Photo Credit: Paris Fashion Week - Autumn/Winter 2006 - Ready to Wear - Alexander McQueen - Runway and Front Row, Andy Paradise, Getty Images.
Alexander McQueen was the creative genius who authenticated how physical and digital instantiations of fashion can complement each other in a physical space at his Autumn/Winter 2006 show, famously featuring a digital holographic illusion of Kate Moss in a flowing white gown materializing and dematerializing.
Similar ethereal virtual models have appeared in numerous fashion week events since then. 3D CGI representations of models and garments enable dramatic interactive virtual experiences for viewers and can be combined with live or recorded video; in July 2020 Burberry created a daydream-like campaign for a new collection by combining real-world imagery of Kendall Jenner with a CGI double wearing digital garments in a geometric computer-generated world. 3D digital representations are needed to enable the use of VR/AR technology or 3D displays like lightfield or holographic screens, which can immerse and engage the remote attendee more fully in a show, potentially even more than an in-person attendee sitting in a back row.
According to Robert Williams at BOF Dior, Burberry, Fendi and Chanel have made recent statements of “pivoting away from online-only events as quickly as possible, even if digital engagement with end consumers will remain a key component of their strategy.” (Robert Williams,“Why luxury brands aren’t giving up on a fashion month," BOF, 24, June 2020.) Luxury brands believe that despite the current market conditions and health restrictions, a physical fashion show embracing immersive experiences, is more influential when communicating their rich visions and craftmanship of their collections. Thus, resulting in capturing a larger percentage of the market with a higher MIV (Media Impact Value), while remaining true to their core as a luxury brands.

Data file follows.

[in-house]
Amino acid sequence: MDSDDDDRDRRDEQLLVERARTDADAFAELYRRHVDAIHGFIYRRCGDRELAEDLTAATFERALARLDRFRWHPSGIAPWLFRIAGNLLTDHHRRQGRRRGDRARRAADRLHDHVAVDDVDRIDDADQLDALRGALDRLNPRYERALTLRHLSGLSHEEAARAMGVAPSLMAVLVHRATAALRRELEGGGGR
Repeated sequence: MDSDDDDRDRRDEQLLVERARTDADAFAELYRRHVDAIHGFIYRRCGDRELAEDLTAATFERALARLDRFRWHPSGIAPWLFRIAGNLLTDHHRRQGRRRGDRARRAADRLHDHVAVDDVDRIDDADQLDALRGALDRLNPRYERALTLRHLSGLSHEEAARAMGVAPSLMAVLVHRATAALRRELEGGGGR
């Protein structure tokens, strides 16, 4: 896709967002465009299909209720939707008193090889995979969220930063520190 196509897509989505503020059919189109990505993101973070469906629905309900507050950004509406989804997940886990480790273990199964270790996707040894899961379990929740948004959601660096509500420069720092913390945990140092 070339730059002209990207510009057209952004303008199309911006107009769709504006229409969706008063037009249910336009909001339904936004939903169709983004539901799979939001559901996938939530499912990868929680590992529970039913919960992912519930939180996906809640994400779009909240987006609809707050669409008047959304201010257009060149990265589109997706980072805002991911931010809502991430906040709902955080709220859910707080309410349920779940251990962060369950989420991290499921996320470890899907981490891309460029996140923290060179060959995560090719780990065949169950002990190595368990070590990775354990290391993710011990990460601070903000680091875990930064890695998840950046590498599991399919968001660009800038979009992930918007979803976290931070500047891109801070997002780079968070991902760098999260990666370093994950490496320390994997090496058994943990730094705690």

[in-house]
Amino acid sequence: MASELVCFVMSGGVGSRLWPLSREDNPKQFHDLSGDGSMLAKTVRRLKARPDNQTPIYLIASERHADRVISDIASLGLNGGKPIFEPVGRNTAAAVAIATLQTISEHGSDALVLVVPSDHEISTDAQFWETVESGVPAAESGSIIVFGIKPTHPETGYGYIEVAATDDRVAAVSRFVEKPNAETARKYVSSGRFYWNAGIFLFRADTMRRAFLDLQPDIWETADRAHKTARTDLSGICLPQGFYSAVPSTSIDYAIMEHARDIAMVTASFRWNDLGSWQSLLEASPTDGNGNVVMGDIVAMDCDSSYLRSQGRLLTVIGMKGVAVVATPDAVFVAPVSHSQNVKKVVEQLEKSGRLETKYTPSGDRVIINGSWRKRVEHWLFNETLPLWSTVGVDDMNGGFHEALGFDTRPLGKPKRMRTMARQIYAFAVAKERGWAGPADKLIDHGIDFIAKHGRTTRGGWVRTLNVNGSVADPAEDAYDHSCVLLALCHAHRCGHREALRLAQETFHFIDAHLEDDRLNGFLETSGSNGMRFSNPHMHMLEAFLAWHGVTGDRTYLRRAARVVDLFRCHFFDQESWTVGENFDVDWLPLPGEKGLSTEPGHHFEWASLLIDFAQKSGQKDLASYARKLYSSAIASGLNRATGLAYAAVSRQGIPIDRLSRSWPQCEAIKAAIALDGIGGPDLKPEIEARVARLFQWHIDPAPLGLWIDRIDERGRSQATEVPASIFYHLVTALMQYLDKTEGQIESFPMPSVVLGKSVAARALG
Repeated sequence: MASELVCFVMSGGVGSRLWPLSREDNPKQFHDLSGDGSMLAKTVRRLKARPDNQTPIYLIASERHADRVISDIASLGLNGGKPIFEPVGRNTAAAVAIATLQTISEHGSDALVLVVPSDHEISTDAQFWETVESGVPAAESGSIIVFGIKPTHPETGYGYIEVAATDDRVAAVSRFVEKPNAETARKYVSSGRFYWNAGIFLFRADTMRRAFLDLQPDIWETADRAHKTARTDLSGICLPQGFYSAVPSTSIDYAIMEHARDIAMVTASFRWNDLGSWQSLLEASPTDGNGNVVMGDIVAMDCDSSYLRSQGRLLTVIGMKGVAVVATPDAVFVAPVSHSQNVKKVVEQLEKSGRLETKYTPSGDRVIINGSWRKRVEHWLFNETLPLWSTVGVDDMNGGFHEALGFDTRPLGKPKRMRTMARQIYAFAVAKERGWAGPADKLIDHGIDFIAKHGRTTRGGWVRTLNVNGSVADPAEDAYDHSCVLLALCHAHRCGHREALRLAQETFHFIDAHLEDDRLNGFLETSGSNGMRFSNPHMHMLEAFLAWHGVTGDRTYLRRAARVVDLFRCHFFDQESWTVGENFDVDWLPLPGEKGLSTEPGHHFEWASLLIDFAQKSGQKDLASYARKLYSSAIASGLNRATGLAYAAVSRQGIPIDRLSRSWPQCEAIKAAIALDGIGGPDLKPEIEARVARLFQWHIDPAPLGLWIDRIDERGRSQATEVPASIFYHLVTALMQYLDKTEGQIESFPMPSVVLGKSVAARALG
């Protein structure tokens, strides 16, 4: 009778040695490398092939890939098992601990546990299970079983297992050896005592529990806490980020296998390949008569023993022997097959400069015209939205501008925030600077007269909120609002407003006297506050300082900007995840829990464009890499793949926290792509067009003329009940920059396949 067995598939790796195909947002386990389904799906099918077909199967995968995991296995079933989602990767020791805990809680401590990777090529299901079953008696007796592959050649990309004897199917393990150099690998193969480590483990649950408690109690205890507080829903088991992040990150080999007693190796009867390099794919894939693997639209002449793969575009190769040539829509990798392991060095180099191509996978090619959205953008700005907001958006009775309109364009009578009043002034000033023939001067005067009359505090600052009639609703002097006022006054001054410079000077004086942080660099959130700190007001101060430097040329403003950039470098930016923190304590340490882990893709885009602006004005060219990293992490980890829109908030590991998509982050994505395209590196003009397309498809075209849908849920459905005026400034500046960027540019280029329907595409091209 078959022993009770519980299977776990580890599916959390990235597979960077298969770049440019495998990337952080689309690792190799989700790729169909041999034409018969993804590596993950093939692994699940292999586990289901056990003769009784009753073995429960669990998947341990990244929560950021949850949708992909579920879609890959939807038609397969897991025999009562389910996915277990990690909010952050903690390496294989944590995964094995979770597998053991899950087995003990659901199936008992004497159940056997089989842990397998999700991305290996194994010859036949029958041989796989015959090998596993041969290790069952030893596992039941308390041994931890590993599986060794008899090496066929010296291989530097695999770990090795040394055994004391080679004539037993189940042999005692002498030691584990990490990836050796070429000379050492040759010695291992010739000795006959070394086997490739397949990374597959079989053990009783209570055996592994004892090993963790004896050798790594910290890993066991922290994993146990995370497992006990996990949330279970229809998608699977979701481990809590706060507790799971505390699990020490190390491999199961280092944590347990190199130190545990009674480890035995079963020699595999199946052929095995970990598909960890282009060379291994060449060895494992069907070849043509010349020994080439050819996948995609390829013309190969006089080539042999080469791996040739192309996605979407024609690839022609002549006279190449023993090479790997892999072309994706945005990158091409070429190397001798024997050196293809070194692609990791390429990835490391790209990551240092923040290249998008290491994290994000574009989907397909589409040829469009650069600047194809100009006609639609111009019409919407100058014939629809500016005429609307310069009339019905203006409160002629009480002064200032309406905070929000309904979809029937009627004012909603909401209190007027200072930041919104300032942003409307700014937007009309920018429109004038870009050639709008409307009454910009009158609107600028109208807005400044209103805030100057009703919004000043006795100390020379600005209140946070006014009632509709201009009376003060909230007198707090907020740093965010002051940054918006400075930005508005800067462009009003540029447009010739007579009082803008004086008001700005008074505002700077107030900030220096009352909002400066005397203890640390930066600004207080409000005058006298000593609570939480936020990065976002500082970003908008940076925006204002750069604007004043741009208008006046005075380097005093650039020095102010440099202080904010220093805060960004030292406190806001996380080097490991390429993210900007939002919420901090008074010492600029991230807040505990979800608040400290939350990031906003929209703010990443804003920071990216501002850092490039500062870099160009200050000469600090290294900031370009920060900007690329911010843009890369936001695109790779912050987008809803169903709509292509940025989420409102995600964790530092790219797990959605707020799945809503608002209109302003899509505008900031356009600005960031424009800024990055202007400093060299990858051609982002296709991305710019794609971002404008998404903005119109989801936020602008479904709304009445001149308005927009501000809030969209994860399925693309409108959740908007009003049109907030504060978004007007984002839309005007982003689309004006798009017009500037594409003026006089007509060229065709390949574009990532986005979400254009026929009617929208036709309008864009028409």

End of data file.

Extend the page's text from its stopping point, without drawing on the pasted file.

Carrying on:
Because the transformation of fashion shows happened quickly, results were at best uneven. As Vogue Business reported, “Insiders say the digitisation of fashion week comes with the loss of emotion… getting it right is proving tough: London’s digital fashion week in June, spearheaded by the British Fashion Council, received mixed reviews and failed to draw significant attention online.” Launchmetrics estimates that the coverage for the London Fashion Week online-only event was 55% less in attendance than in the previous season prior to the COVID-19 outbreak in January 2020.
“ The digitization of Fashion Week will never
replace in-person events but it will largely enrich
and amplify creative expression and
communication,” Pascal Morand, Executive
President of the Fédération de la Haute Couture
et de la Mode
There has been a call for reopening physical fashion events as soon as practical, though the details of how an in-person fashion week might operate – and how attendees might feel comfortable given the current circumstances – remain open questions. As Christina Binkley, Editor-at-Large of Vogue Business, recently wrote, “The regimented human mashup that is a traditional fashion show — elbow-to-elbow guests from around the world, nose-to-nape models in line-up, back-to-back hair and makeup stations — have no place among sensibilities defined by Covid-19.” (Christina Binkley, “The fashion show, as we know it, is over,” Vogue Business, 17 May 2020).